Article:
HOW TO SAVE NIGERIAN LANGUAGES BY THIS DAY NEWSPAPER,NIGERIA,JUNE 2010

June 24, 2010

from allafrica.com
original one -This Day newspaper

This Day (Lagos)
Nigeria: Saving the Local Languages

21 June 2010

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editorial

Lagos — One of the strongest effects of western civilization is the gradual but steady erosion of the culture of the people, especially of former colonies. There is no where this has been demonstrated more than in the language of the people.

With western education came the fad of speaking the “whiteman’s language”. In Nigeria for instance, the ability to speak the English language was then, the most ready proof of “belonging” to a social class, high and above the local platform of those considered as mere natives. School children were then forbidden from speaking their local languages in the classroom. Offenders were punished for speaking vernacular. Over the years, this malaise has worsened.

Today, fewer and fewer people are able to speak, let alone write their native languages. If some indigenous languages have suffered poor orthographical development, that should not affect the ability to speak it. But modern day children, especially those in the urban centres now consider their mother tongue as a linguistic anathema.

This and other issues inform former Executive Secretary of National Universities Commission (NUC), Professor Munzali Jibril’s warning that unless deliberate measures are taken to preserve and promote Nigerian languages, they stand the risk of going extinct. Already, some languages have “died”, with nobody speaking them anymore.

According to Prof. Jibril, 45 per cent of the world’s population speak only five languages: Chinese, English, Hindi, Spanish and Russian, just as the top 100 languages of the world are spoken by 95 per cent of the world’s people. The remaining five per cent speak over 6,000 languages, with some languages having just about 100 or even less speakers. This, to say the least, is worrisome.

That Nigerian languages are dying is no longer news. The present generation of children are hardly able to understand or communicate in their mother tongues. The craze for the English Language has long become a kind of status symbol. This is even worse among the children of the elite and urban dwellers. Worse still, is the adoption of pidgin English in most cities as the unofficial lingua franca. The blame for this loss is largely on the parents, some of whom are also unable to speak their native languages, and so find it difficult to train their children in their native tongues. Left unchecked, what that means is that generation after generation in such family lineage will miss out on the mother tongue, with the grave and telling effect of a steady but gradual disconnect with the native language.

It is in a bid to rescue the languages from extinction that the Federal Ministry of Education introduced the policy of ensuring that at least, one or two major Nigerian languages are taught in schools. Almost two decades after, this has not quite improved the health of native languages. Prof Babatunde Fafunwa, former Education minister had also directed, at the time, that teachers should give instructions in native languages as a way of building and developing the local languages. But most of the languages are shallow and poorly developed. That has restricted their use as medium of instruction. Worse still, several words in the English Language have no exact equivalent in the native language. For example it may not be easy to find the Yoruba or Igbo equivalent of the word “Chlorine” or “mega watts”?
Relevant Links

* West Africa
* Nigeria

But despite the challenges, Nigerian languages can be revived, at least in the spoken form, until more scholarly attention is devoted to their orthographical development. The place to kick-start this is at the home. Children in their early formative years have Tabula Rasa brain, literally meaning blank memory, on which parents must make initial linguistic imprints.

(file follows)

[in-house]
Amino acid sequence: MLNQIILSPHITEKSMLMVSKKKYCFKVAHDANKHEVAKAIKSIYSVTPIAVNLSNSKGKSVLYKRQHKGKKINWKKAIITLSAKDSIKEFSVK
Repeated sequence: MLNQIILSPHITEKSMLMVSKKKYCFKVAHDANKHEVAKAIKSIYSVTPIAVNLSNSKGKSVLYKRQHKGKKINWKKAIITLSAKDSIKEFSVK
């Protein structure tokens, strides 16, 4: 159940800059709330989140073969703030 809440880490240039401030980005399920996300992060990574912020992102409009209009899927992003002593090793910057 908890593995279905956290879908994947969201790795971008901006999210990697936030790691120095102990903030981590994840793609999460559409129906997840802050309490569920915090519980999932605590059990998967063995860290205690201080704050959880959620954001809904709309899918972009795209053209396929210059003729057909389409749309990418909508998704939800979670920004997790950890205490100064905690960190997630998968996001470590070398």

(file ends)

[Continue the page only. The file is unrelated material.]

This is achievable even before the children attain school age. Conscious efforts must be made by parents to speak their native languages to their children, who in turn will grow to cherish the language and pass same on to their children, thereby sustaining the life of the languages. The regulated exposure of the children to Language lessons in the school is not enough to achieve the resuscitation of Nigerian languages. Parents must embrace the habit of speaking the local languages to the children. And the time is now.

THIS YORUBA GROUP WANTS TO SAVE YORUBA LANGUAGE !-FROM THE GUARDIAN NEWSPAPER,AUG. 2008

November 22, 2008

from nguardian.com

Sunday, August 03, 2008

Group advocates for proper use of Yoruba language
By Gbenga Adetunji

A SOCIO-cultural group, which is at the vanguard of protecting the Yoruba heritage, Egbe Ifesemule ati Ilosiwaju Yoruba, is set to host a competition on proper use of the language in composing songs, writing drama scripts and broadcasting. The event, which is billed to attract a number of broadcasters, artistes and singers, begins in November at the premises of Lagos Television (LTV 8), Ikeja, Lagos. Chief Jubril Ogundimu, who is chairman of the organising committee of the group, said that the competitions would promote the speaking of the Yoruba language among its people, especially children who are becoming lost to the language and also uphold the honour and dignity of the race and tradition in Africa and the Diaspora. Ogundimu stated that the group noticed that there is great decline in the use of the language, “and today all manners of words are springing up in the name of slang that have greatly eroded the standard of the language. “It is against this backdrop that our organisation has come up with a programme to re-orientate and re-educate the populace on the proper use of the language. According to him, the first step in this advocacy is to organise contest among the major users of Yoruba language in the area of music, broadcast and theatre practice, who have the medium of mass communication as their reach to the larger society. It is our belief that once these users of the language are enlightened on the didactic and its aesthetic use, then we are more than half way through to the development of the proper use. He, however, stated that the effort of the organisation is to create a platform for meeting minds of the commercial users of Yoruba language through competition that is fully supported by notable scholars and stakeholders in Yoruba language.